For employers in Connecticut, there will be less impact from ENDA then in many other states. But for employers that still think its ok to treat your employees differently because of their sexual orientation, your time is thankfully running short.

The Connecticut General Assembly is back at work so it’s time to take a quick peek to see what’s percolating.

2013 Legislative Session Begins

The Connecticut Business and Industry Association highlighted the “captive audience” bill as bill that is resurfacing, even though the Attorney General has previously raised doubts about the constitutionality of it.  The bill would restrict communications by the employer in general workplace meetings.  The CBIA highlighted the bill’s flaws:

The proposal usually shuts down much of what an employer can talk about with their employees in regular workplace meetings. For example, the last captive audience proposal restricted “political” discussions—with “politics” so broadly defined that almost any topic would have been considered off-limits. This would include issues critical to the effective management and operation of a business.

And under the threat of severe legal and financial penalties, an employer’s ability to communicate—particularly in opposition to the potential unionization of the workforce–would be effectively silenced.

Before this flawed concept goes any further, lawmakers should heed the attorney general’s warnings.

The Labor & Public Employee Committee at the legislature maintains a bill record bill that lists potential bills up for consideration.  As the session progresses, this list gets more refined.

Among the early “Proposed Senate Bills” under consideration:

  • Proposed Senate Bill 56, which would increase minimum wage by 75 cents in January 2014 and another 75 cents in January 2015;
  • Bills that would either eliminate or expand paid sick leave (Proposed Senate Bills 179 and 198);
  • Proposed Senate Bill 159, which would “prevent current or potential employers from requesting or requiring that employees or potential employees provide passwords to their personal accounts as a condition of their employment.”

On the House side, a few “Proposed House Bills” are starting to surface too including:

The next meeting of the Committee is set for January 29th, where these concepts — and others, including teaching about the history of the labor movement — will be discussed.  No public hearings have yet been posted publicly.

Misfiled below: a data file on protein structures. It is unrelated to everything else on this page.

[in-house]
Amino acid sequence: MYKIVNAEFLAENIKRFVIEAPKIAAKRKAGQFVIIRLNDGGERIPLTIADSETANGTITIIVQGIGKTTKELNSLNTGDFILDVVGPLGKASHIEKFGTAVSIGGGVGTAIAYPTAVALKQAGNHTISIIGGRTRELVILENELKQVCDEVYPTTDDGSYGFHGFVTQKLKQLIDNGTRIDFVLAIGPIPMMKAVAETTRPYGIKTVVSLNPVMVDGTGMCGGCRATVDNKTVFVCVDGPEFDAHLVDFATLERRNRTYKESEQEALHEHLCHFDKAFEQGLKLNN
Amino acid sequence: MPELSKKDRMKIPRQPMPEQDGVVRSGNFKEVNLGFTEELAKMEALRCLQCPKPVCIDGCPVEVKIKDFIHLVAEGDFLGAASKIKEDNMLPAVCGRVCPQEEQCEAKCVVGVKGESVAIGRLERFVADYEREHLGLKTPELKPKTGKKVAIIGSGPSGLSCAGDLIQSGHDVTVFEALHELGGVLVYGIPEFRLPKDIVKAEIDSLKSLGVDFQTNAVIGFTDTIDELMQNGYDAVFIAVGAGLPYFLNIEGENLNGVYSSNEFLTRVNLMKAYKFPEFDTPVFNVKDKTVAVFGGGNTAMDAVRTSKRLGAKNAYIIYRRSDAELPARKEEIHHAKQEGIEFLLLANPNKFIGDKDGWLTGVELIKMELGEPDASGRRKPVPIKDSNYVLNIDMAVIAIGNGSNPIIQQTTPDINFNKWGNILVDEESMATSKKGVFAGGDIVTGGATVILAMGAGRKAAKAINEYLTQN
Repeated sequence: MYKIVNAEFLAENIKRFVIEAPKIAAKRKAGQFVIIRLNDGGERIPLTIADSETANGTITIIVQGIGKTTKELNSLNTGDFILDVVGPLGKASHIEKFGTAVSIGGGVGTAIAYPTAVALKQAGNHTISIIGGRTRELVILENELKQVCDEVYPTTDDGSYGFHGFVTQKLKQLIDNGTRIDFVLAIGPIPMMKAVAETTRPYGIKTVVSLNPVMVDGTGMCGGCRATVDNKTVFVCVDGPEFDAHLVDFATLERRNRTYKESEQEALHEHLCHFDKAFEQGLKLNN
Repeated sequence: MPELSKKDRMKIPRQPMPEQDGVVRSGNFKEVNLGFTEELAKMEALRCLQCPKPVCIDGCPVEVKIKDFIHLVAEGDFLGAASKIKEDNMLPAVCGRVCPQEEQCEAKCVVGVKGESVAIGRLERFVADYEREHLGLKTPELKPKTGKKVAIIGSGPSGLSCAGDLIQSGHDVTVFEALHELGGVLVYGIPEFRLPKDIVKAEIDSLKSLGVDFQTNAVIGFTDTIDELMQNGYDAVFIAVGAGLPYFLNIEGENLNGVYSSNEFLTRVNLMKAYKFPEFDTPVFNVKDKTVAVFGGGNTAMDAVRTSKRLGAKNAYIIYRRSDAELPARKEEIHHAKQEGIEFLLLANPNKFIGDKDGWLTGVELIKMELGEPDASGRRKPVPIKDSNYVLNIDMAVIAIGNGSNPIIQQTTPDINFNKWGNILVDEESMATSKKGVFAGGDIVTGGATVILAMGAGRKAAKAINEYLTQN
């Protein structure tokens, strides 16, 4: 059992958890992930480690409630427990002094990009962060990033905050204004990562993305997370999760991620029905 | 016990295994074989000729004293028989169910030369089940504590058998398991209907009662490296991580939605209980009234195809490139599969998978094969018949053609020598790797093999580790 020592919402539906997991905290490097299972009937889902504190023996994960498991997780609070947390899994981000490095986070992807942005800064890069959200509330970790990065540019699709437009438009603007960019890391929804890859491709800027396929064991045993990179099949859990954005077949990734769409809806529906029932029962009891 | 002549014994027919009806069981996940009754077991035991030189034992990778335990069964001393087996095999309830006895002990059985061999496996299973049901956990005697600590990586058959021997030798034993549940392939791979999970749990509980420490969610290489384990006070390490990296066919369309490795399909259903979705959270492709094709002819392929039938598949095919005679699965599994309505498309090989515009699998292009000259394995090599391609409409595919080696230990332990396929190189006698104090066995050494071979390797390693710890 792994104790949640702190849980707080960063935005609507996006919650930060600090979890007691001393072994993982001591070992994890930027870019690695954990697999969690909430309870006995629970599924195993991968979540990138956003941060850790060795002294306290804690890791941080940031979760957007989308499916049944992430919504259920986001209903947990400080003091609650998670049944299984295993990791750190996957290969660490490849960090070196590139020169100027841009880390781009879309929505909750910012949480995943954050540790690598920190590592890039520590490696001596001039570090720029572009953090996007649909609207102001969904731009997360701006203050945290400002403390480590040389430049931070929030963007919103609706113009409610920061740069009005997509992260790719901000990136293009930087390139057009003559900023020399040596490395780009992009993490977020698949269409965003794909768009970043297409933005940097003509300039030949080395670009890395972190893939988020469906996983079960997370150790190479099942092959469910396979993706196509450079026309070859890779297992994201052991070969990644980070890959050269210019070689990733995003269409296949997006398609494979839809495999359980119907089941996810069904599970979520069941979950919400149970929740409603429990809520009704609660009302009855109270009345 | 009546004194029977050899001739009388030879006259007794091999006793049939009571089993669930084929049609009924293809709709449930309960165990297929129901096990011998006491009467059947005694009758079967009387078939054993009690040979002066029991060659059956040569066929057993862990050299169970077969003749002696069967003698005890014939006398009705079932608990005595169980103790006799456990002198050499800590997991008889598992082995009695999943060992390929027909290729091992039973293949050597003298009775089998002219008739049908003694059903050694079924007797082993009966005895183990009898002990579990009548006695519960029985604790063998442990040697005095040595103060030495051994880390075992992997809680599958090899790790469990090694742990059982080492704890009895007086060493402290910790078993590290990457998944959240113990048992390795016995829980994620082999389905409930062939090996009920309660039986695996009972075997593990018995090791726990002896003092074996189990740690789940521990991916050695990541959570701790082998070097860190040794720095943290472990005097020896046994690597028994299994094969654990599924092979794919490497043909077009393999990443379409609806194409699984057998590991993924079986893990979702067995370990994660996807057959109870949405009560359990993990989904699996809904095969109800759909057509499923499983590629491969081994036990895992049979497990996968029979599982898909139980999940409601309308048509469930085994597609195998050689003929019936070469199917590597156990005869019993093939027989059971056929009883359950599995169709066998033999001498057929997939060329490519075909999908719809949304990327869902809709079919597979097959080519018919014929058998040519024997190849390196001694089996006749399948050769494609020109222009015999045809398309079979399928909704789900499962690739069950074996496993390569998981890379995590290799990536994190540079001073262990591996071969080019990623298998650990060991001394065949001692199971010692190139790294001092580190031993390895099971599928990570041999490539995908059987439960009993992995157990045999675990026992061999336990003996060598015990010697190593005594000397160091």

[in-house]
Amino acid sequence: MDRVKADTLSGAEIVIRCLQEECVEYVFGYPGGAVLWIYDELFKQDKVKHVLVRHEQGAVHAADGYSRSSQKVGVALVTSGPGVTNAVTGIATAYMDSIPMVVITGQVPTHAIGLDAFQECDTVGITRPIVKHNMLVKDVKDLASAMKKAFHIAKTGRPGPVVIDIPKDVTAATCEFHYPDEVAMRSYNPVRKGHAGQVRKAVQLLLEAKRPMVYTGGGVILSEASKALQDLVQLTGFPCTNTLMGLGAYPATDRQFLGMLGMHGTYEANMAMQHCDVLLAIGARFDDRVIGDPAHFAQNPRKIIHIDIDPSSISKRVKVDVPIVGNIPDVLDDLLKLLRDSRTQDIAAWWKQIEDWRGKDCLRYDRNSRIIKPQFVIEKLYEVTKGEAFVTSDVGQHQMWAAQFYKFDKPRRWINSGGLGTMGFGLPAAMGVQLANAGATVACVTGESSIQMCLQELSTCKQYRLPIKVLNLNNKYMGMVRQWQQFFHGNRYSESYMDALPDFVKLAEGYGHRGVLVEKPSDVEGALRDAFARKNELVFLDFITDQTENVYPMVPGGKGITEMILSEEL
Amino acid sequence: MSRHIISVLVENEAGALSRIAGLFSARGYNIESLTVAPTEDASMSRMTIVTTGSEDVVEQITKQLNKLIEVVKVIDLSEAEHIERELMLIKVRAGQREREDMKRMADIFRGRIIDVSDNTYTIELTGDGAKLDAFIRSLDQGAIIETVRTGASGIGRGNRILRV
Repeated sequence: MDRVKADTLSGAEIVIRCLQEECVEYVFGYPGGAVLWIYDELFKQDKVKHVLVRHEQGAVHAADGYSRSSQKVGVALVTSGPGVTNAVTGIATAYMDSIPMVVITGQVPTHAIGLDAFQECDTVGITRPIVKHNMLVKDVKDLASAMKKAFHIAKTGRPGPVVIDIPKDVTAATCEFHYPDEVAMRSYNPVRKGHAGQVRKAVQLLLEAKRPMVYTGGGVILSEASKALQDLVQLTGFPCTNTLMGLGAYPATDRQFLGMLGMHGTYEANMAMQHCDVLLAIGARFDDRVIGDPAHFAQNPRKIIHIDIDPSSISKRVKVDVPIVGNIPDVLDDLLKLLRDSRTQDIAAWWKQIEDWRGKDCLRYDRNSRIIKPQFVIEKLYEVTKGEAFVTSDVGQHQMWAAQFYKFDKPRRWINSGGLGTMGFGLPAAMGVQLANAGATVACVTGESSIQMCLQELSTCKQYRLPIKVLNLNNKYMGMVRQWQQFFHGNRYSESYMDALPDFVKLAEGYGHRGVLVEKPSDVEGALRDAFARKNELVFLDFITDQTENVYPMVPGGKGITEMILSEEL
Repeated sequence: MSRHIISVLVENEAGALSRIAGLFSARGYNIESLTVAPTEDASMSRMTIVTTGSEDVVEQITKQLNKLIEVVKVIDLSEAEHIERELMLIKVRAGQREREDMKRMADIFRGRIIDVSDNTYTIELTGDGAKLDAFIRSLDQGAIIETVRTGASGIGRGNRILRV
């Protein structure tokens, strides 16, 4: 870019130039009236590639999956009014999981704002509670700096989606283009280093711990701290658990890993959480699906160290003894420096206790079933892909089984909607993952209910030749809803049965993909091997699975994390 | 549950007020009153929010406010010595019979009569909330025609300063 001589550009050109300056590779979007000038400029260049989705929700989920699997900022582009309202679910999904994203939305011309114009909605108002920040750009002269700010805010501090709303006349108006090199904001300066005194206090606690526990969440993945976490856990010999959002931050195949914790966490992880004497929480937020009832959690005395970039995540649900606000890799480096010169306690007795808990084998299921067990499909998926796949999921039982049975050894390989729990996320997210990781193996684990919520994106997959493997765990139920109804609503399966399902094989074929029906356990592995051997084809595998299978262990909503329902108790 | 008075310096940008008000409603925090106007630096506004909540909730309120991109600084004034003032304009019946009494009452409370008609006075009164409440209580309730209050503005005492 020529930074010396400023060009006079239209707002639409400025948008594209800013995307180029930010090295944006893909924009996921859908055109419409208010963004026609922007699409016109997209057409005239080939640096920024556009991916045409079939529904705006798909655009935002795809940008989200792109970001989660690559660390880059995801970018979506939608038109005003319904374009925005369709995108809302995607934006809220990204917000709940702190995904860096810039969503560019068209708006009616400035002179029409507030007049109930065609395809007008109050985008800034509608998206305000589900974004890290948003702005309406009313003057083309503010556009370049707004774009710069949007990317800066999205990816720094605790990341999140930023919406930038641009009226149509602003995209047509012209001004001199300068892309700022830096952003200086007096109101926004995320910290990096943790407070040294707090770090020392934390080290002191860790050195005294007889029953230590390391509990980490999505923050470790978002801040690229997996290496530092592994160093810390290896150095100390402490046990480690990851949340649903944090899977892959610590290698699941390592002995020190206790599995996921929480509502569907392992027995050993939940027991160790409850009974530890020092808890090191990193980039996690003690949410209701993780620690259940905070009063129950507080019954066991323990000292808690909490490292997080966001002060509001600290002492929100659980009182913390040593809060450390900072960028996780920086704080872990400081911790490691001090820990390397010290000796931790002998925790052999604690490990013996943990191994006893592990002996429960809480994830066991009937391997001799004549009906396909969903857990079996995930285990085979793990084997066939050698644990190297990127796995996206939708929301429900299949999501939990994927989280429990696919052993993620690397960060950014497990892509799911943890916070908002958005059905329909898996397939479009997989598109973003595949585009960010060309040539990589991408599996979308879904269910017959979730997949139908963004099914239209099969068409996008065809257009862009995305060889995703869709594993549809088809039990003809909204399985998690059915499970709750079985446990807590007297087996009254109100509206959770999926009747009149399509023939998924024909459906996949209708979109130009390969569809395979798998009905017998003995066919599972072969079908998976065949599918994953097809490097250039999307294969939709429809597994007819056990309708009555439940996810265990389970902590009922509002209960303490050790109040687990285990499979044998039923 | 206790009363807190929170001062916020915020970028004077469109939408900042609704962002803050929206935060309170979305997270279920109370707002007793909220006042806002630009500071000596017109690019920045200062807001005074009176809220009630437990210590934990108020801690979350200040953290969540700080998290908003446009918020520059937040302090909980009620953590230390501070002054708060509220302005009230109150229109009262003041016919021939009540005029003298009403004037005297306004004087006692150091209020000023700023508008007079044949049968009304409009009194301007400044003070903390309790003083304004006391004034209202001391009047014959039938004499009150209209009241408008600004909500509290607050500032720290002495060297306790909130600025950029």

UPDATED June 9, 2011 – The House approved the measure late last night, June 8th. For additional details, see this updated post.

In the closing hours of the General Assembly’s term, the Connecticut Senate has passed a bill yesterday that would ban the use of credit reports by employers in many situations.

Senate Bill 361 passed along party lines and can be viewed here. It now goes to the House for a possible vote by the end of the term.

Will Employers Be Banned From Using Credit Score Numbers?

The bill, in its present form bans employers from requiring employees or prospective employees to consent to a request for a  report that contains information about the employee’s or prospective employee’s credit score, credit account balances, payment history, savings or checking account balances or savings or checking account numbers.

There are several exceptions, however:

  • Employers that are “financial institutions” as defined by the statute;
  • The report is otherwise required by law;
  • The employer reasonably believes that the employee has engaged in specific activity that constitutes a violation of the law related to the employee’s employment,
  • The report is substantially related to the employee’s current or potential job or the employer has a bona fide purpose for requesting or using information in the credit report that is substantially job-related and is disclosed in writing to the employee or applicant.

And what does “substantially related to the job” mean? Well, the bill also contains a definition for that as well.  According to the bill, it means that the position:

  • Is a managerial position which involves setting the direction or control of a business, division, unit or an agency of a business;
  • Involves access to customers’, employees’ or the employer’s personal or financial information other than information customarily provided in a retail transaction;
  • Involves a fiduciary responsibility to the employer, including, but not limited to, the authority to issue payments, collect debts, transfer money or enter into contracts;
  • Provides an expense account or corporate debit or credit card;
  • Provides access to (i) confidential or proprietary business information, or (ii) information, including a formula, pattern, compilation, program, device, method, technique, process or trade secrets; or
  • Involves access to the employer’s nonfinancial assets valued at two thousand five dollars or more, including, but not limited to, museum and library collections and to prescription drugs and other pharmaceuticals.